From the Canadian Jewish News, ca 2001
For The Time Being (Knopf, $22) is Annie Dillard’s personal meditation on eternity, morality, mortality, the nature of divine justice and other philosophical issues. The book is a spiralling intellectual investigation that moves from the birth ward of a modern hospital to an archaeological dig in China to various sites in Israel, including the Temple Mount.
Twenty-five years ago, Dillard won the Pulitzer Prize for Pilgrim at Tinker Creek, a roving exploration of a simple landscape, laden with scientific, metaphysical and esoteric insights. Now, as then, she seems to write the way a cubist paints, presenting diverse facets of a subject, each from a particular angle, and always confident of her ability to see eternity in a grain of sand.
In For the Time Being, she writes about the uniqueness of people and clouds, the randomness with which birth defects occur, and the suddenness with which mass death can destroy a community, as when a giant wave killed 138,000 Bangladeshis in the 1970s.
As if trying to understand the nature of infinity and God, she repeatedly juxtaposes the individual against the multitude, as though to ask: What significance can one person have on a planet of six billion? She also seems to question whether fate can be just. Do babies, for example, deserve to be born with birth defects?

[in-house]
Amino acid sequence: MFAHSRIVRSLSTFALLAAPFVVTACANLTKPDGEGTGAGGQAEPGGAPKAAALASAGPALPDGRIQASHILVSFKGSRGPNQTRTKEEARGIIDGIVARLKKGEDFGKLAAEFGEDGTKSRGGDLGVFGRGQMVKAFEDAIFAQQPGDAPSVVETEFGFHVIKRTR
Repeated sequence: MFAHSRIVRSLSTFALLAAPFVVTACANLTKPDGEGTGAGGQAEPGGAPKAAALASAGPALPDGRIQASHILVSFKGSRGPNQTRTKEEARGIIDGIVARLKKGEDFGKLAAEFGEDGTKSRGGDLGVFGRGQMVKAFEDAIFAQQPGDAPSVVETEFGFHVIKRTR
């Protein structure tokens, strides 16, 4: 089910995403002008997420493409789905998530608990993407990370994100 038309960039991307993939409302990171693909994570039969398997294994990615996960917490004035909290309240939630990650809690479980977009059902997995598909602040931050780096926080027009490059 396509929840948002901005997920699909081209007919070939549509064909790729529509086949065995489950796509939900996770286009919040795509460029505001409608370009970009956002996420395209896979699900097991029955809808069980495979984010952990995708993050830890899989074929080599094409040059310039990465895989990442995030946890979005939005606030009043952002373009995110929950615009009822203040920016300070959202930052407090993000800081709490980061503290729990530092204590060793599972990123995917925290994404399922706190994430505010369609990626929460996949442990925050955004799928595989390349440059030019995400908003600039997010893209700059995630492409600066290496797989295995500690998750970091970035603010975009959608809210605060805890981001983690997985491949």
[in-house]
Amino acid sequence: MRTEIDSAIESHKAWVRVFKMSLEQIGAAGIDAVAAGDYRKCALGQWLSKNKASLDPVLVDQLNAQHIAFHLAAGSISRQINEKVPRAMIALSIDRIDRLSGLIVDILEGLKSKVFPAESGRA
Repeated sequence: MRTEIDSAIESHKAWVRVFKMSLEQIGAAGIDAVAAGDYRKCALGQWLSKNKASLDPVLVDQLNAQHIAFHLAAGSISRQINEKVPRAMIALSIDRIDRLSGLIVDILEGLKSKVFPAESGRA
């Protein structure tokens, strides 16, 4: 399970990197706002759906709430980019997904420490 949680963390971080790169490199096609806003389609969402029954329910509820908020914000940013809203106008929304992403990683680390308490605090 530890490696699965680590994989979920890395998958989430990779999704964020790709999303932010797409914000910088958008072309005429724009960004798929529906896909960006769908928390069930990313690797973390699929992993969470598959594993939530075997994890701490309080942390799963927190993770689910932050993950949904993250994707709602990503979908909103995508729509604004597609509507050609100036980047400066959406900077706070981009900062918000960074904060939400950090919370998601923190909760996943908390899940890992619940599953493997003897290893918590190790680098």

Besides the highly subjective observations about Israel, the book may be of particular interest to many Jewish readers because of its focus on Jewish mysticism. Dillard seems fascinated with the lives and works of the Hasidic masters, and even includes snippets from the Zohar and other kabbalistic works.
An undisciplined thinker, she makes her points obscurely, often through juxtaposition of ideas and rarely by stating them directly. For example, she writes: “Our sins have nothing to do with our physical fates. When you shell peas, you notice that defective germ plasm shrivels one pea in almost every pod. I ain’t so pretty myself.”
In a public interview during the recent Harbourfront International Festival of Authors, Dillard insisted that she was as much interested in conveying “gags” as in pursuing a philosophical line of inquiry. But she acknowledged that the strong focus on the Ba’al Shem Tov and the Hassidism was a serious choice.
“I brought in the boys who know,” she said.
A Catholic, Dillard seems to be writing for a secular constituency with minimal familiarity with Jewish philosophy. Ultimately, For the Time Being seems like a scrapbook of her personal intellectual quest, one compiled with heavy reliance on the cut-and-paste keys of a computer keyboard.
Does it satisfy? That depends entirely on whether the reader is intrigued enough to follow the best-selling author down her peculiar and self-indulgent path. ♦